Foucault News

News and resources on French thinker Michel Foucault (1926-1984)

Arthur Bradley, Unbearable Life. A Genealogy of Political Erasure, Columbia University Press, 2019

In ancient Rome, any citizen who had brought disgrace upon the state could be subject to a judgment believed to be worse than death: damnatio memoriae, condemnation of memory. The Senate would decree that every trace of the citizen’s existence be removed from the city as if they had never existed in the first place. Once reserved for individuals, damnatio memoriae in different forms now extends to social classes, racial and ethnic groups, and even entire peoples. In modern times, the condemned go by different names—“enemies of the people;” the “missing,” the “disappeared,” “ghost” detainees in “black sites”—but they are subject to the same fate of political erasure.

Arthur Bradley explores the power to render life unlived from ancient Rome through the War on Terror. He argues that sovereignty is the power to decide what counts as being alive and what does not: to make life “unbearable,” unrecognized as having lived or died. In readings of Augustine, Shakespeare, Hobbes, Robespierre, Schmitt, and Benjamin, Bradley asks: What is the “life” of this unbearable life? How does it change and endure across sovereign time and space, from empires to republics, from kings to presidents? To what extent can it be resisted or lived otherwise? A profoundly interdisciplinary and ambitious work, Unbearable Life rethinks sovereignty, biopolitics, and political theology to find the radical potential of a life that neither lives or dies.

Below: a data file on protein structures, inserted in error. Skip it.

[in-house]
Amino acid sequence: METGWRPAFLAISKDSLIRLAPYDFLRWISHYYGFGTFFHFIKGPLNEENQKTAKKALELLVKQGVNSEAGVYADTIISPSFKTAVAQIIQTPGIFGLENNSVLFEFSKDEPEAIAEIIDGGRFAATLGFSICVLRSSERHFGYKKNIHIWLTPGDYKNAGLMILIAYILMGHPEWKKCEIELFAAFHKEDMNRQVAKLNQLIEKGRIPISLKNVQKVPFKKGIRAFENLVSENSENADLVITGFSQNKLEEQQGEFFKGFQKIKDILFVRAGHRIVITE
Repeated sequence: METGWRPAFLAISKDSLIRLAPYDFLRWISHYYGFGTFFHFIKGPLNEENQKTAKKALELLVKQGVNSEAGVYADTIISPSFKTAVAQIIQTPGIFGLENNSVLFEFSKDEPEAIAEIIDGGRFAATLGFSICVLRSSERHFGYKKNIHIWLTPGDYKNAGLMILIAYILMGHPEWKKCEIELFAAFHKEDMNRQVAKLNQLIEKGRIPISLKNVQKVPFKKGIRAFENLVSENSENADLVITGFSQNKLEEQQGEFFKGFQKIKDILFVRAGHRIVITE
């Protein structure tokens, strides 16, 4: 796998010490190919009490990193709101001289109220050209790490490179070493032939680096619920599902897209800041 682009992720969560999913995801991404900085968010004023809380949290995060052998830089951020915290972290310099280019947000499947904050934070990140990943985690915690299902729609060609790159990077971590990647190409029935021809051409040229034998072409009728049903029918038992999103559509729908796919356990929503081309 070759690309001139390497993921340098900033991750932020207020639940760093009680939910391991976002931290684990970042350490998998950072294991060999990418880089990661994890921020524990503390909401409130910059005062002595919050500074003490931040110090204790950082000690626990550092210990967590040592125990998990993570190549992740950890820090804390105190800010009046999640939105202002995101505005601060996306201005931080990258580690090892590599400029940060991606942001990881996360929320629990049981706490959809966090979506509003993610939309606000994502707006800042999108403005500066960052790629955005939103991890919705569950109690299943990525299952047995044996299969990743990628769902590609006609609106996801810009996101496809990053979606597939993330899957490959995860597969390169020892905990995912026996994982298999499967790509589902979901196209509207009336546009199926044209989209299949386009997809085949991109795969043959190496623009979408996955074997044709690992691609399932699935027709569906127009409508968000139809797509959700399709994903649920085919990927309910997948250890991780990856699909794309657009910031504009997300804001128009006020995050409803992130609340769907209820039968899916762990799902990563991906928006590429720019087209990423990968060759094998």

ABOUT THE AUTHOR
Arthur Bradley is professor of comparative literature at Lancaster University. His books include Originary Technicity: The Theory of Technology from Marx to Derrida (2011).

Leave a Reply

Fill in your details below or click an icon to log in:

WordPress.com Logo

You are commenting using your WordPress.com account. Log Out /  Change )

Google photo

You are commenting using your Google account. Log Out /  Change )

Twitter picture

You are commenting using your Twitter account. Log Out /  Change )

Facebook photo

You are commenting using your Facebook account. Log Out /  Change )

Connecting to %s

This site uses Akismet to reduce spam. Learn how your comment data is processed.

%d bloggers like this: